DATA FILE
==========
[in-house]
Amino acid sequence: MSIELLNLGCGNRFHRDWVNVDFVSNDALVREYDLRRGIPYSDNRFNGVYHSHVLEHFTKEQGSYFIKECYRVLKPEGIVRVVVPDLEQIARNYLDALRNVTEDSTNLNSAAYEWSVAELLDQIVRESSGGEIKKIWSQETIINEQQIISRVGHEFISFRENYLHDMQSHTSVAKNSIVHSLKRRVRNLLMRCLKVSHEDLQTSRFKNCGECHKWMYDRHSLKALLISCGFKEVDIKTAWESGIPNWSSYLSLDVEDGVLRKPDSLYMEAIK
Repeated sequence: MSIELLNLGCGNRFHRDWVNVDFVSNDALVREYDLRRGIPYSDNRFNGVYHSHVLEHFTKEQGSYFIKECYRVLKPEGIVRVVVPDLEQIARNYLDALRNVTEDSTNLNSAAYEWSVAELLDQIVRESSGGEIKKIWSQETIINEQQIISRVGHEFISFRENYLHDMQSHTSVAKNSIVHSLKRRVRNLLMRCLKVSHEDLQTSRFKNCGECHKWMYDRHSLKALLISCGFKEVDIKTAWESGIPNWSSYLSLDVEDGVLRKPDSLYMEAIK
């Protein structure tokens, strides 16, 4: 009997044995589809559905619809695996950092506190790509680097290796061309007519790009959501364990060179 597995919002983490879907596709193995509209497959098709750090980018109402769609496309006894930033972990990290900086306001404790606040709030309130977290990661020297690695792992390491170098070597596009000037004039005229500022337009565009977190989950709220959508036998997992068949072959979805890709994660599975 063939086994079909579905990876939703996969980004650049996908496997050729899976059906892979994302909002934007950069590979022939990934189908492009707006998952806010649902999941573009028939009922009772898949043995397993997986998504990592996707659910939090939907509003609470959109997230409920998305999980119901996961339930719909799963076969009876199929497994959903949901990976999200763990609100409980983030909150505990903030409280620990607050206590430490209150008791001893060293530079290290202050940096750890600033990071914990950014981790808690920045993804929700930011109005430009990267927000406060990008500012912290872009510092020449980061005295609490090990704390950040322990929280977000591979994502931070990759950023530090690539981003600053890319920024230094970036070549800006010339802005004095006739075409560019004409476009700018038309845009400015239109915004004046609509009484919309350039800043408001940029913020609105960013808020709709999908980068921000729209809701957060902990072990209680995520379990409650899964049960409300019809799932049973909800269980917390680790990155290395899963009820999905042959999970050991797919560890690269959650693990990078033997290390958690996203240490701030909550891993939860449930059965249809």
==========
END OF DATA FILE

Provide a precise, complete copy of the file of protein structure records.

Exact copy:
[in-house]
Amino acid sequence: MSIELLNLGCGNRFHRDWVNVDFVSNDALVREYDLRRGIPYSDNRFNGVYHSHVLEHFTKEQGSYFIKECYRVLKPEGIVRVVVPDLEQIARNYLDALRNVTEDSTNLNSAAYEWSVAELLDQIVRESSGGEIKKIWSQETIINEQQIISRVGHEFISFRENYLHDMQSHTSVAKNSIVHSLKRRVRNLLMRCLKVSHEDLQTSRFKNCGECHKWMYDRHSLKALLISCGFKEVDIKTAWESGIPNWSSYLSLDVEDGVLRKPDSLYMEAIK
Repeated sequence: MSIELLNLGCGNRFHRDWVNVDFVSNDALVREYDLRRGIPYSDNRFNGVYHSHVLEHFTKEQGSYFIKECYRVLKPEGIVRVVVPDLEQIARNYLDALRNVTEDSTNLNSAAYEWSVAELLDQIVRESSGGEIKKIWSQETIINEQQIISRVGHEFISFRENYLHDMQSHTSVAKNSIVHSLKRRVRNLLMRCLKVSHEDLQTSRFKNCGECHKWMYDRHSLKALLISCGFKEVDIKTAWESGIPNWSSYLSLDVEDGVLRKPDSLYMEAIK
């Protein structure tokens, strides 16, 4: 009997044995589809559905619809695996950092506190790509680097290796061309007519790009959501364990060179 597995919002983490879907596709193995509209497959098709750090980018109402769609496309006894930033972990990290900086306001404790606040709030309130977290990661020297690695792992390491170098070597596009000037004039005229500022337009565009977190989950709220959508036998997992068949072959979805890709994660599975 063939086994079909579905990876939703996969980004650049996908496997050729899976059906892979994302909002934007950069590979022939990934189908492009707006998952806010649902999941573009028939009922009772898949043995397993997986998504990592996707659910939090939907509003609470959109997230409920998305999980119901996961339930719909799963076969009876199929497994959903949901990976999200763990609100409980983030909150505990903030409280620990607050206590430490209150008791001893060293530079290290202050940096750890600033990071914990950014981790808690920045993804929700930011109005430009990267927000406060990008500012912290872009510092020449980061005295609490090990704390950040322990929280977000591979994502931070990759950023530090690539981003600053890319920024230094970036070549800006010339802005004095006739075409560019004409476009700018038309845009400015239109915004004046609509009484919309350039800043408001940029913020609105960013808020709709999908980068921000729209809701957060902990072990209680995520379990409650899964049960409300019809799932049973909800269980917390680790990155290395899963009820999905042959999970050991797919560890690269959650693990990078033997290390958690996203240490701030909550891993939860449930059965249809």